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The All-Time MLB Team, Designated Hitter: Hank Aaron and Ted Williams

The (crowd) wisdom of Solomon has spoken...

Hank Aaron Photo by C.K. O’Connell/The Boston Globe via Getty Images

Right from the start, it was clear that this was going to be a close-fought battle for the spot, between Henry “Hank” Aaron and Ted Williams, with neither man ever able to hold an edge of more than a couple of votes, before being reeled back in. Going into Sunday, it was all to play for, and as I hovered over the “Close poll” option, any last-minute Larry would have provided the deciding vote. But at 5 pm yesterday, the tallies were exactly even. I initially thought about casting a deciding vote, which would have required much agonizing on my part. But then I remembered Diamondhacks’ comment on the poll:

Problem solved, in a way that will hopefully leave fans of both players satisfied, and gets me out of having to make a tough decision. It works out perfectly, with Williams being a left-handed hitter and Aaron batting right-handed. Williams was also greatest at hitting for average (though with 521 HR, wasn’t lacking for power), while Aaron is very arguably the “true” home-run champion in major-league baseball (though with a career average of .305, wasn’t lacking for average!). Covering both of the corner outfield positions, as well as first-base in the case of Hammerin’ Hank, they would seem together to form the ideal complement to our All-Time roster. So let’s take a look at the two men.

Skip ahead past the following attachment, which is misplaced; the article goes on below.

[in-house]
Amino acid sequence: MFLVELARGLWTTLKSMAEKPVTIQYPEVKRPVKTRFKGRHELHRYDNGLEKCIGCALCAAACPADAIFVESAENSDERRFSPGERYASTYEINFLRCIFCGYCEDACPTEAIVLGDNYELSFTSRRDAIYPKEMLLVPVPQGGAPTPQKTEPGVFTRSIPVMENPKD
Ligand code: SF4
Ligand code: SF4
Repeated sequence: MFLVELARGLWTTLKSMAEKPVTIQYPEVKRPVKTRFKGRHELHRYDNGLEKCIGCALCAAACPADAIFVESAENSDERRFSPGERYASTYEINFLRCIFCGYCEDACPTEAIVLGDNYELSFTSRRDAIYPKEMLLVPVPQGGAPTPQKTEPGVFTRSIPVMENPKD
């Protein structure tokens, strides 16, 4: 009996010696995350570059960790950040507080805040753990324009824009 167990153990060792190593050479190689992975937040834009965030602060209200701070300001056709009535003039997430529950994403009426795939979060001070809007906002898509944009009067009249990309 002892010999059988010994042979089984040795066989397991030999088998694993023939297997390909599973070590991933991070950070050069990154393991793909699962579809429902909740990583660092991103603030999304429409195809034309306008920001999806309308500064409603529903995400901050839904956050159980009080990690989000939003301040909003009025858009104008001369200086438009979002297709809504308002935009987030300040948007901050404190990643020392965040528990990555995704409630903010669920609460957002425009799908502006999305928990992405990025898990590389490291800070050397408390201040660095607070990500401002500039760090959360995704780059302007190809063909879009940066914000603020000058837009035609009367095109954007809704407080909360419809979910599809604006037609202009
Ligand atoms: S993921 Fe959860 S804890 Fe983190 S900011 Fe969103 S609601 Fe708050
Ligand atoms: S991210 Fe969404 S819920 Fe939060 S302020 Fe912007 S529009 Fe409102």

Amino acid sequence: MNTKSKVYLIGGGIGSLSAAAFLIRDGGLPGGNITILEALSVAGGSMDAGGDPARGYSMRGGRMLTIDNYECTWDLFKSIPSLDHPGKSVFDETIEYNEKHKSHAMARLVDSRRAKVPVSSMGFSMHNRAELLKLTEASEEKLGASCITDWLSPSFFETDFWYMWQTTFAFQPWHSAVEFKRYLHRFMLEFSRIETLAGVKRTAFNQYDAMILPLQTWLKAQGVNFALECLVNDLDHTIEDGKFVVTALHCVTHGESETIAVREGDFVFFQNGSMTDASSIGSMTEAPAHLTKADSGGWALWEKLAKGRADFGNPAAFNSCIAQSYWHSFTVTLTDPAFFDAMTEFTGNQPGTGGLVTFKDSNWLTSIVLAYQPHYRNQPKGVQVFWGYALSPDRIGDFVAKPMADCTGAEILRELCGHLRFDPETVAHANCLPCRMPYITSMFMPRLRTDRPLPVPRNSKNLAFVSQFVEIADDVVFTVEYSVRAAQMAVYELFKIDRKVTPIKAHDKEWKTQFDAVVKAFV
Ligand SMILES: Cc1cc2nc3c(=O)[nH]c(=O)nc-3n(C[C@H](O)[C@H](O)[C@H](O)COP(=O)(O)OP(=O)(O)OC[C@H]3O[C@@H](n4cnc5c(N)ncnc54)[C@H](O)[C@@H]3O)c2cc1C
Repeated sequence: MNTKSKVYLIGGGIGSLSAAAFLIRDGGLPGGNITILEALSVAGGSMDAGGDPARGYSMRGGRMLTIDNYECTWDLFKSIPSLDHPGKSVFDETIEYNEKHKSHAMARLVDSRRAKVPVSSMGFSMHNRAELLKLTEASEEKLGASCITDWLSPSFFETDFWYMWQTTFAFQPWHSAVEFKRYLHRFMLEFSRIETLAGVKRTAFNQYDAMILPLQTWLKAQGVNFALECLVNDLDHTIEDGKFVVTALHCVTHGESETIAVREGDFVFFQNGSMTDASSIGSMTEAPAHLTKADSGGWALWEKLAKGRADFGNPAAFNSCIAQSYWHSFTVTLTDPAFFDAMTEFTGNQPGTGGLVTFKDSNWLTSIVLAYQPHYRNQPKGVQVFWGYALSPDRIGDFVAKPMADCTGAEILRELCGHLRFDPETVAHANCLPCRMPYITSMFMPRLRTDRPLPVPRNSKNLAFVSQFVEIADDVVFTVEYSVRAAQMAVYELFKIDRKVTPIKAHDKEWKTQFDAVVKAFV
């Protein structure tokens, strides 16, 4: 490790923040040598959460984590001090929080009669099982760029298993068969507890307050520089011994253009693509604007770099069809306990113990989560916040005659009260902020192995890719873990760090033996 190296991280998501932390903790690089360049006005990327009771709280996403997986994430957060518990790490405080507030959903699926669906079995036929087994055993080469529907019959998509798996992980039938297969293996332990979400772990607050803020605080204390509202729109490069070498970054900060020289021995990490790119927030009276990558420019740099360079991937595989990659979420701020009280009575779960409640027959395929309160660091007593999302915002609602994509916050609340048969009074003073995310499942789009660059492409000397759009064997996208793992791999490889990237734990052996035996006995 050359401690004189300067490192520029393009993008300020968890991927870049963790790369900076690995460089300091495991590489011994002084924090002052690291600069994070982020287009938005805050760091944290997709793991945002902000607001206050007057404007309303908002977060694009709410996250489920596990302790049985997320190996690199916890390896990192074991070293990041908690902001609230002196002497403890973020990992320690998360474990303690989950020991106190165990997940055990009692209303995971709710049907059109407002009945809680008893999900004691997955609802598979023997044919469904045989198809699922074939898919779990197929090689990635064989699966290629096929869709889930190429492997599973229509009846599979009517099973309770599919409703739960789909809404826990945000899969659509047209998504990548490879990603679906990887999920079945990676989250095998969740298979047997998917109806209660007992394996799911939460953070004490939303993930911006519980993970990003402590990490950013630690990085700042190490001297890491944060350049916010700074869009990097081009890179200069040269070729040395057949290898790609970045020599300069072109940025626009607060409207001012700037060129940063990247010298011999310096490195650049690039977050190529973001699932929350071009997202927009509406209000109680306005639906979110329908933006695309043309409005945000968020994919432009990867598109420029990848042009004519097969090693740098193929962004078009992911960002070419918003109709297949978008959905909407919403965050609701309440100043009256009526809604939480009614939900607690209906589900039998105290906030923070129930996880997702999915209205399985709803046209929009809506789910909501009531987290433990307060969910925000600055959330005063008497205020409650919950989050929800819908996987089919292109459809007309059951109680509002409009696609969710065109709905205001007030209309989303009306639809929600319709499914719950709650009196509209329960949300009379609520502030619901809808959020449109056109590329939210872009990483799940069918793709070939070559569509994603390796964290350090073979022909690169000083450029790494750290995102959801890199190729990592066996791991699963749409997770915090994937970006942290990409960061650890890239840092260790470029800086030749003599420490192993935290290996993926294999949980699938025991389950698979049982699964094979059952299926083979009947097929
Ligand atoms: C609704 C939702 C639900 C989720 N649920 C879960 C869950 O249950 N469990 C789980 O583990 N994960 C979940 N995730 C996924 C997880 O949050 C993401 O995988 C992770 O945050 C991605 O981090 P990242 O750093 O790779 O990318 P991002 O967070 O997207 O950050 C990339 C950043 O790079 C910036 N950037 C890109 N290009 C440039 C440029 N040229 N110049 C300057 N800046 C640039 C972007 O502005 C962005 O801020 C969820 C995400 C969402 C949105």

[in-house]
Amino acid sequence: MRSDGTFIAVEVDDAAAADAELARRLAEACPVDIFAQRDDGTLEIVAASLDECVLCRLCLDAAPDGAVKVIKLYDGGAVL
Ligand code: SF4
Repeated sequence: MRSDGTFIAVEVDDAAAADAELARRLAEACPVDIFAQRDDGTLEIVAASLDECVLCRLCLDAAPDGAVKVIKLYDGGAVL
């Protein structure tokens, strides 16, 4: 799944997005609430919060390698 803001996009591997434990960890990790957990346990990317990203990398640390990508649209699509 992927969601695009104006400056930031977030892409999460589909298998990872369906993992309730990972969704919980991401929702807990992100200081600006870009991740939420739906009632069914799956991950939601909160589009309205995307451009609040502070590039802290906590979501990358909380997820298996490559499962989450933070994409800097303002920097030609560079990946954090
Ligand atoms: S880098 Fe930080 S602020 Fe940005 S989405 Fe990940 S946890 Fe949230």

Henry “Hank” Aaron

Hank Aaron Watching Muhammed Ali Sign Autograph

Though Aaron spent almst his entire major-league career with the Braves, he was almost a Dodger, having tried out for the team, at that point still in Brooklyn, when he was 15. He was also almost a Giant, as they also offered him a contract in 1952. Recalled Aaron, “The Braves offered fifty dollars a month more. That’s the only thing that kept Willie Mays and me from being teammates – fifty dollars.” He signed with the Milwaukee Braves on June 12, 1952, with his old team, the Indianapolis Clowns of the Negro American League, getting $10,000 for his contract. At this point, Hank was still an infielder, but hit .345 and the 18-year-old was a unanimous choice as Class C Northern League Rookie of the Year.